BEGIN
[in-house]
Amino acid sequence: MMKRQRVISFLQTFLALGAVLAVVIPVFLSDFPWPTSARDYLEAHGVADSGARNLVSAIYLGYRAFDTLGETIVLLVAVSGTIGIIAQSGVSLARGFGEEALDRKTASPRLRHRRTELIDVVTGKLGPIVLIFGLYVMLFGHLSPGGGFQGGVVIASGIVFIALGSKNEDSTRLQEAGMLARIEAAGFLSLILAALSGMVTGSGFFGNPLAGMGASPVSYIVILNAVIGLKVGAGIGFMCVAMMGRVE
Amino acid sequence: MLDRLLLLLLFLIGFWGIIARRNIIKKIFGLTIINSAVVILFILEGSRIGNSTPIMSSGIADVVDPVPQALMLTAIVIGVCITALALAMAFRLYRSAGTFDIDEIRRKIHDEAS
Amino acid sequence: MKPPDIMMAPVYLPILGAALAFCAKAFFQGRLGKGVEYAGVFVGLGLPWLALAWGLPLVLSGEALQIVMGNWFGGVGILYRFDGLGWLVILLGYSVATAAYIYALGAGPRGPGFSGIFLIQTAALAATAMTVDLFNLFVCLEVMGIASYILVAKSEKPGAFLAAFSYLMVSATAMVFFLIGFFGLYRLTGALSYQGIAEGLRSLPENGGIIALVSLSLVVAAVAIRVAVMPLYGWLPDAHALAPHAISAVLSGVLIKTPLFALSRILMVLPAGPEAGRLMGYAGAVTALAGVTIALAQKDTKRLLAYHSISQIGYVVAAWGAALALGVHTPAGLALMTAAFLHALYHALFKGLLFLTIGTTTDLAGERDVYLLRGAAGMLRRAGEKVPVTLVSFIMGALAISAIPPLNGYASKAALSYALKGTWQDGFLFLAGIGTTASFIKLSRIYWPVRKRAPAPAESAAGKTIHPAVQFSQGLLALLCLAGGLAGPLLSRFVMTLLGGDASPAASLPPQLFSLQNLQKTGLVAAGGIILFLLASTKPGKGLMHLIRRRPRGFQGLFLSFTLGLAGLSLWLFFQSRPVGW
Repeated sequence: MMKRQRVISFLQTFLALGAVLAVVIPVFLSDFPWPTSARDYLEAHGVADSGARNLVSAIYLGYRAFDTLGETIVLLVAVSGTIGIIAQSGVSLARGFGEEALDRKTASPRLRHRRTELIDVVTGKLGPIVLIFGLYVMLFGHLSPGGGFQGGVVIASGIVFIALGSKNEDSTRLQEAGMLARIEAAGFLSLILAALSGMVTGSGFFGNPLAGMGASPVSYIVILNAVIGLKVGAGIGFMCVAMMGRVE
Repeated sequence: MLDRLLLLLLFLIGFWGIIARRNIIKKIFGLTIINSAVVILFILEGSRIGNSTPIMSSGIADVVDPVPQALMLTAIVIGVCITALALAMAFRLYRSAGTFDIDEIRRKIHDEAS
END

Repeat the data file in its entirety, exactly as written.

[in-house]
Amino acid sequence: MMKRQRVISFLQTFLALGAVLAVVIPVFLSDFPWPTSARDYLEAHGVADSGARNLVSAIYLGYRAFDTLGETIVLLVAVSGTIGIIAQSGVSLARGFGEEALDRKTASPRLRHRRTELIDVVTGKLGPIVLIFGLYVMLFGHLSPGGGFQGGVVIASGIVFIALGSKNEDSTRLQEAGMLARIEAAGFLSLILAALSGMVTGSGFFGNPLAGMGASPVSYIVILNAVIGLKVGAGIGFMCVAMMGRVE
Amino acid sequence: MLDRLLLLLLFLIGFWGIIARRNIIKKIFGLTIINSAVVILFILEGSRIGNSTPIMSSGIADVVDPVPQALMLTAIVIGVCITALALAMAFRLYRSAGTFDIDEIRRKIHDEAS
Amino acid sequence: MKPPDIMMAPVYLPILGAALAFCAKAFFQGRLGKGVEYAGVFVGLGLPWLALAWGLPLVLSGEALQIVMGNWFGGVGILYRFDGLGWLVILLGYSVATAAYIYALGAGPRGPGFSGIFLIQTAALAATAMTVDLFNLFVCLEVMGIASYILVAKSEKPGAFLAAFSYLMVSATAMVFFLIGFFGLYRLTGALSYQGIAEGLRSLPENGGIIALVSLSLVVAAVAIRVAVMPLYGWLPDAHALAPHAISAVLSGVLIKTPLFALSRILMVLPAGPEAGRLMGYAGAVTALAGVTIALAQKDTKRLLAYHSISQIGYVVAAWGAALALGVHTPAGLALMTAAFLHALYHALFKGLLFLTIGTTTDLAGERDVYLLRGAAGMLRRAGEKVPVTLVSFIMGALAISAIPPLNGYASKAALSYALKGTWQDGFLFLAGIGTTASFIKLSRIYWPVRKRAPAPAESAAGKTIHPAVQFSQGLLALLCLAGGLAGPLLSRFVMTLLGGDASPAASLPPQLFSLQNLQKTGLVAAGGIILFLLASTKPGKGLMHLIRRRPRGFQGLFLSFTLGLAGLSLWLFFQSRPVGW
Repeated sequence: MMKRQRVISFLQTFLALGAVLAVVIPVFLSDFPWPTSARDYLEAHGVADSGARNLVSAIYLGYRAFDTLGETIVLLVAVSGTIGIIAQSGVSLARGFGEEALDRKTASPRLRHRRTELIDVVTGKLGPIVLIFGLYVMLFGHLSPGGGFQGGVVIASGIVFIALGSKNEDSTRLQEAGMLARIEAAGFLSLILAALSGMVTGSGFFGNPLAGMGASPVSYIVILNAVIGLKVGAGIGFMCVAMMGRVE
Repeated sequence: MLDRLLLLLLFLIGFWGIIARRNIIKKIFGLTIINSAVVILFILEGSRIGNSTPIMSSGIADVVDPVPQALMLTAIVIGVCITALALAMAFRLYRSAGTFDIDEIRRKIHDEAS